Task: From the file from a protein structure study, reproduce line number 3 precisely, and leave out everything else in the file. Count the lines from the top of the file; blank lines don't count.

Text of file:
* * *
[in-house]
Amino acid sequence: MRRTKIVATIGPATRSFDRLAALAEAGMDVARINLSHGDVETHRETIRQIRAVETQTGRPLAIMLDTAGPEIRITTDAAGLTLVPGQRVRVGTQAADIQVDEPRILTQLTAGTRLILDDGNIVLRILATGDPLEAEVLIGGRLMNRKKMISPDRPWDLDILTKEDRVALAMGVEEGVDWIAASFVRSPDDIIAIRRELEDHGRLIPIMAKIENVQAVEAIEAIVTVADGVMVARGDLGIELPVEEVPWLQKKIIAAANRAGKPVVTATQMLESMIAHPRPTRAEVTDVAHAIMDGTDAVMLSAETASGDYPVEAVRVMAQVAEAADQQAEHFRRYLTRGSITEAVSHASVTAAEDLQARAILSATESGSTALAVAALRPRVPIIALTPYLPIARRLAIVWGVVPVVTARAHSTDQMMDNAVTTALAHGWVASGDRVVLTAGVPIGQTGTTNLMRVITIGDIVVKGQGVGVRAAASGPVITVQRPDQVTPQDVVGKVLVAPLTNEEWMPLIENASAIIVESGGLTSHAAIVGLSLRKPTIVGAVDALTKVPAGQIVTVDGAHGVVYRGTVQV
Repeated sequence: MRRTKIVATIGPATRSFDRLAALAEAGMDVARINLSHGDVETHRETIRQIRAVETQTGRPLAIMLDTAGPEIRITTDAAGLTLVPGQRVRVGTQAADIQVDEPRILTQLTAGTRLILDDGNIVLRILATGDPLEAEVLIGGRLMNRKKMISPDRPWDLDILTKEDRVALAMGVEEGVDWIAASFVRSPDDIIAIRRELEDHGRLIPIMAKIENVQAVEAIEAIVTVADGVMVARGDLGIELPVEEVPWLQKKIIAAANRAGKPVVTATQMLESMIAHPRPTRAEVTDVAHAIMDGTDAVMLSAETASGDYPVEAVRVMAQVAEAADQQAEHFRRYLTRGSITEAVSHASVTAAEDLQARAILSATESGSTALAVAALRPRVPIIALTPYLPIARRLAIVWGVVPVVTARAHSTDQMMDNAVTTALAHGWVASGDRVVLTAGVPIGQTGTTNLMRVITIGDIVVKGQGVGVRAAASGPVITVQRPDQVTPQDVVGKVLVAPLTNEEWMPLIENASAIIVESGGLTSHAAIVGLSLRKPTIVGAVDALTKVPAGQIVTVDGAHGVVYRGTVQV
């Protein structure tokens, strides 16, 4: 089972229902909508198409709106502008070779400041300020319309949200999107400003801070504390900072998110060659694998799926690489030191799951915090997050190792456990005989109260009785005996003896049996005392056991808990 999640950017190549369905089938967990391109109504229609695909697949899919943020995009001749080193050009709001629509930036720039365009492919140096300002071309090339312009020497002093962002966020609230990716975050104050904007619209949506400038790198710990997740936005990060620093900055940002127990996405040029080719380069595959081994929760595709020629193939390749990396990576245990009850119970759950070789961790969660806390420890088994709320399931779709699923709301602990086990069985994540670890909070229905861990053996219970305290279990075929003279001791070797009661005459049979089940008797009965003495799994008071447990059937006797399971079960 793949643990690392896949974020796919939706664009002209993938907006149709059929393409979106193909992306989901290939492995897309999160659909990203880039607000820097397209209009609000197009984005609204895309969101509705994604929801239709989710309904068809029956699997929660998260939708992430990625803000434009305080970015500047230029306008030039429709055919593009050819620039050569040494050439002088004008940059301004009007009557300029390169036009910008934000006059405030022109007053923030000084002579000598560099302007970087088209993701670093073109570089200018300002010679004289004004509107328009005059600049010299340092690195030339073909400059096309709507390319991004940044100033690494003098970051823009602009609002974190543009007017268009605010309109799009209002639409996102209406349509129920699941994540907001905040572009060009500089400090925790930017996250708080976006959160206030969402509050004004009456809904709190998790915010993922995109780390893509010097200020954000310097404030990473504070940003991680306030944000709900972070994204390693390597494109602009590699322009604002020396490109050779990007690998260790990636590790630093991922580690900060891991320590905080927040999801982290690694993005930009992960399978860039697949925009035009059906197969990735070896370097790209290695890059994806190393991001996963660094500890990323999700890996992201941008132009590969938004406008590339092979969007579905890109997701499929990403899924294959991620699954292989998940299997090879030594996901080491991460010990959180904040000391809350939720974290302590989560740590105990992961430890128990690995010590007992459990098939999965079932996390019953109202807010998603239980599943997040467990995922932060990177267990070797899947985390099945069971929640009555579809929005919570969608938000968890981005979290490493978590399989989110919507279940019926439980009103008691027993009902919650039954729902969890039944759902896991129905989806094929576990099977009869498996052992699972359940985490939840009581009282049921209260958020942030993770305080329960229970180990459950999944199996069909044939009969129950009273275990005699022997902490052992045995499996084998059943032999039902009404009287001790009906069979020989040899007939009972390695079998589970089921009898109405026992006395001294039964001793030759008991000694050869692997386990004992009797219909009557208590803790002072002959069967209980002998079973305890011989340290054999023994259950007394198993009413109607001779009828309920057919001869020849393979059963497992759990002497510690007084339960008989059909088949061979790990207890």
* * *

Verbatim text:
Repeated sequence: MRRTKIVATIGPATRSFDRLAALAEAGMDVARINLSHGDVETHRETIRQIRAVETQTGRPLAIMLDTAGPEIRITTDAAGLTLVPGQRVRVGTQAADIQVDEPRILTQLTAGTRLILDDGNIVLRILATGDPLEAEVLIGGRLMNRKKMISPDRPWDLDILTKEDRVALAMGVEEGVDWIAASFVRSPDDIIAIRRELEDHGRLIPIMAKIENVQAVEAIEAIVTVADGVMVARGDLGIELPVEEVPWLQKKIIAAANRAGKPVVTATQMLESMIAHPRPTRAEVTDVAHAIMDGTDAVMLSAETASGDYPVEAVRVMAQVAEAADQQAEHFRRYLTRGSITEAVSHASVTAAEDLQARAILSATESGSTALAVAALRPRVPIIALTPYLPIARRLAIVWGVVPVVTARAHSTDQMMDNAVTTALAHGWVASGDRVVLTAGVPIGQTGTTNLMRVITIGDIVVKGQGVGVRAAASGPVITVQRPDQVTPQDVVGKVLVAPLTNEEWMPLIENASAIIVESGGLTSHAAIVGLSLRKPTIVGAVDALTKVPAGQIVTVDGAHGVVYRGTVQV